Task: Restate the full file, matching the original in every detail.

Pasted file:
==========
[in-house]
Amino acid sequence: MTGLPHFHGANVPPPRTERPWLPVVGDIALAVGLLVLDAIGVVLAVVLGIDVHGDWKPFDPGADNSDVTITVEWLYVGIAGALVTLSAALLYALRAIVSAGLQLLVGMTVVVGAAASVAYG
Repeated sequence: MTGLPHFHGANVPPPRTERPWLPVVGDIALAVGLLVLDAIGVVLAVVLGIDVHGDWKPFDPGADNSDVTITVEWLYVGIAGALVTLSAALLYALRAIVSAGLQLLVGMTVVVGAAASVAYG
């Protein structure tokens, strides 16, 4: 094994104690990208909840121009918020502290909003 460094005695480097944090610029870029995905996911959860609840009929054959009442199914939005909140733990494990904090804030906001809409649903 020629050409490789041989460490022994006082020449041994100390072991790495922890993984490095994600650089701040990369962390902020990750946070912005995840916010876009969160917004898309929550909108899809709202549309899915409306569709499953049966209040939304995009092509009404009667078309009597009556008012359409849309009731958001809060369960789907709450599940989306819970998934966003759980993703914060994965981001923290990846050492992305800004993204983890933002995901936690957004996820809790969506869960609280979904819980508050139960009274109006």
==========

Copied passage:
[in-house]
Amino acid sequence: MTGLPHFHGANVPPPRTERPWLPVVGDIALAVGLLVLDAIGVVLAVVLGIDVHGDWKPFDPGADNSDVTITVEWLYVGIAGALVTLSAALLYALRAIVSAGLQLLVGMTVVVGAAASVAYG
Repeated sequence: MTGLPHFHGANVPPPRTERPWLPVVGDIALAVGLLVLDAIGVVLAVVLGIDVHGDWKPFDPGADNSDVTITVEWLYVGIAGALVTLSAALLYALRAIVSAGLQLLVGMTVVVGAAASVAYG
């Protein structure tokens, strides 16, 4: 094994104690990208909840121009918020502290909003 460094005695480097944090610029870029995905996911959860609840009929054959009442199914939005909140733990494990904090804030906001809409649903 020629050409490789041989460490022994006082020449041994100390072991790495922890993984490095994600650089701040990369962390902020990750946070912005995840916010876009969160917004898309929550909108899809709202549309899915409306569709499953049966209040939304995009092509009404009667078309009597009556008012359409849309009731958001809060369960789907709450599940989306819970998934966003759980993703914060994965981001923290990846050492992305800004993204983890933002995901936690957004996820809790969506869960609280979904819980508050139960009274109006």